In an earlier post I made reference to my maternal grandfather, Fred, being amongst young men in their prime having the time of their lives, securely distant from the horror of the trenches. Whilst there must be an element of truth in this, life at the Royal Flying Corps Training School at Aboukir, Egypt was always close to the edge. On the ground or in the air, this picture taken by Fred soon after the incident, conveys the ever present dangers of life at No3 SoMA (School of Military Aviation).
Historic aviation writer David Bruce (http://www.cairdpublications.com) describes this incident as follows: An aircraft (looks like a D.H.9) ends up nose deep in the roof of a hangar. This is unlikely to have been a crash from height – the aircraft is too intact for that. It is more likely that a trainee pilot made a heavy landing, and by a mixture of throttle mismanagement and a lack of control managed to bounce his way towards the hangar.
Fred survived the war but as we know, his brother William did not. His local release form from Aboukir is dated 19th January 1919 with a destination of Railway Station nearest home: Andover. The sea journey back home would take him to No.1 Dispersal Unit Fovant where he was finally authorised to travel to Andover on 18th February 1919. Did he know that William was gone or did that tragic news await him as he stepped down from the railway carriage that bleak winter’s Tuesday.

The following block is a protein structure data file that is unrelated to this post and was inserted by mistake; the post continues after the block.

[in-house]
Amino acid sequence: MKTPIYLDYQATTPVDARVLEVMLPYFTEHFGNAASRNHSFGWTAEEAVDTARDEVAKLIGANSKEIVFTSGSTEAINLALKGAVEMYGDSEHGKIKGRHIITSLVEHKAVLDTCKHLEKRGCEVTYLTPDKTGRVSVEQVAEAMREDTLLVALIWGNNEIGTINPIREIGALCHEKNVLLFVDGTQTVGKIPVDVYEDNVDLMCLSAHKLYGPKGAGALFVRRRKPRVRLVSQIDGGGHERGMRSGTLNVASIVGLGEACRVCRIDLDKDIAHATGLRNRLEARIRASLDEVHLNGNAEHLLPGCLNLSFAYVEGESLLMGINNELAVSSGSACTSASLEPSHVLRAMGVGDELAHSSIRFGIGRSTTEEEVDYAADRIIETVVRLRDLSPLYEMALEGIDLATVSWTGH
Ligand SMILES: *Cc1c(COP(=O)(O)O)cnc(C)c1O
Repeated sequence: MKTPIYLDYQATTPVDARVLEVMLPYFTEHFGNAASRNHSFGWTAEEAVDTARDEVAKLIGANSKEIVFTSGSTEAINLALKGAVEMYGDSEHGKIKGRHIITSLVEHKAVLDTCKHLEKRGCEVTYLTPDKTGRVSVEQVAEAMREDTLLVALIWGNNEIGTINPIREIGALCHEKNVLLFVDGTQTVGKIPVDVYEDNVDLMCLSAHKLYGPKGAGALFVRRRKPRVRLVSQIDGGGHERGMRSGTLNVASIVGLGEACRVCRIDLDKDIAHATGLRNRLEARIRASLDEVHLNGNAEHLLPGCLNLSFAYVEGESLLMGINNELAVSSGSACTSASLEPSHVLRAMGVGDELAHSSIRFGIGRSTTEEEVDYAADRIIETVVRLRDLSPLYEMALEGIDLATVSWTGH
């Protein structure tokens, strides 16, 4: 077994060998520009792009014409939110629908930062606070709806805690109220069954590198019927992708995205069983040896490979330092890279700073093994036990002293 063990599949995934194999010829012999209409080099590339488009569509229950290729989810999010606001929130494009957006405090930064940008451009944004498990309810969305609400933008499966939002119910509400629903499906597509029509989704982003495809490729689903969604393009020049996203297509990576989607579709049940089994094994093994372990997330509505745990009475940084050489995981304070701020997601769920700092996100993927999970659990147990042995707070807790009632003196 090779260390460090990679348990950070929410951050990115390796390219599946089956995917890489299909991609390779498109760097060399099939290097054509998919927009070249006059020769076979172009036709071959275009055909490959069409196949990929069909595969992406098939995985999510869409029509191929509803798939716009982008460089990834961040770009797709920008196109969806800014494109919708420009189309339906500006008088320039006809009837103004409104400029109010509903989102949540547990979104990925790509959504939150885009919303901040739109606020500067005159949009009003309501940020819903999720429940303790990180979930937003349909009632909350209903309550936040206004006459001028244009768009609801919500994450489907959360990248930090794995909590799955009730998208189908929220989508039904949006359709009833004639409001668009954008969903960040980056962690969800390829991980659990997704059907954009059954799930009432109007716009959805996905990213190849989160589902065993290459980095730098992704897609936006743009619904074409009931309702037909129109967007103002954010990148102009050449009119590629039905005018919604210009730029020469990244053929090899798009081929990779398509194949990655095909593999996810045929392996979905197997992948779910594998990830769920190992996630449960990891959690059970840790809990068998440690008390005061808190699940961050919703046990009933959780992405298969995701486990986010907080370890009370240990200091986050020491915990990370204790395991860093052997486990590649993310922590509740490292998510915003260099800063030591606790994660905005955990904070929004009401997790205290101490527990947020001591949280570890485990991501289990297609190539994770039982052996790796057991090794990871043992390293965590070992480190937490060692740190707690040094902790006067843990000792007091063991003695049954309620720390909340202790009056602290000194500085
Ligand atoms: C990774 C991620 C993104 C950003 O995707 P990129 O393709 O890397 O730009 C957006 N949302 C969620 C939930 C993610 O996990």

Life goes on. On 21st October 1921 he would marry the pretty Florence May who would eventually turn into ‘Mrs Kipper’, my fearsome grandmother. It is disconcerting how people can change both physically and mentally as life grinds them down from day to day.
In his obituary the Andover Advertiser newspaper describes Fred as a skilled fitter who was keen on motor-cycle and motor trials and with Mr Macklin built a car which was used for racing. I am inclined to think this happened between 1919 and that fateful day in 1921 as I am not convinced Florence May would have countenanced such magnificent activity by men in their machines. Not for the first time, I could be wrong about Mrs Kipper. The family story is that the car, a Lea-Francis bolted together from two crashed halves, was raced at Brooklands so now I am in touch with their archive to see if this can be confirmed. I am longing for this to be true.
I enjoyed reading today’s post very much. Have a great day.
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Thanks, glad you liked it.
I sure did.
Great memories Robin – I feel I can relate to the young pilots experience, having just about survived a few Ryanair landings into Dublin airport!
Thanks Malcolm – nice to have a local reader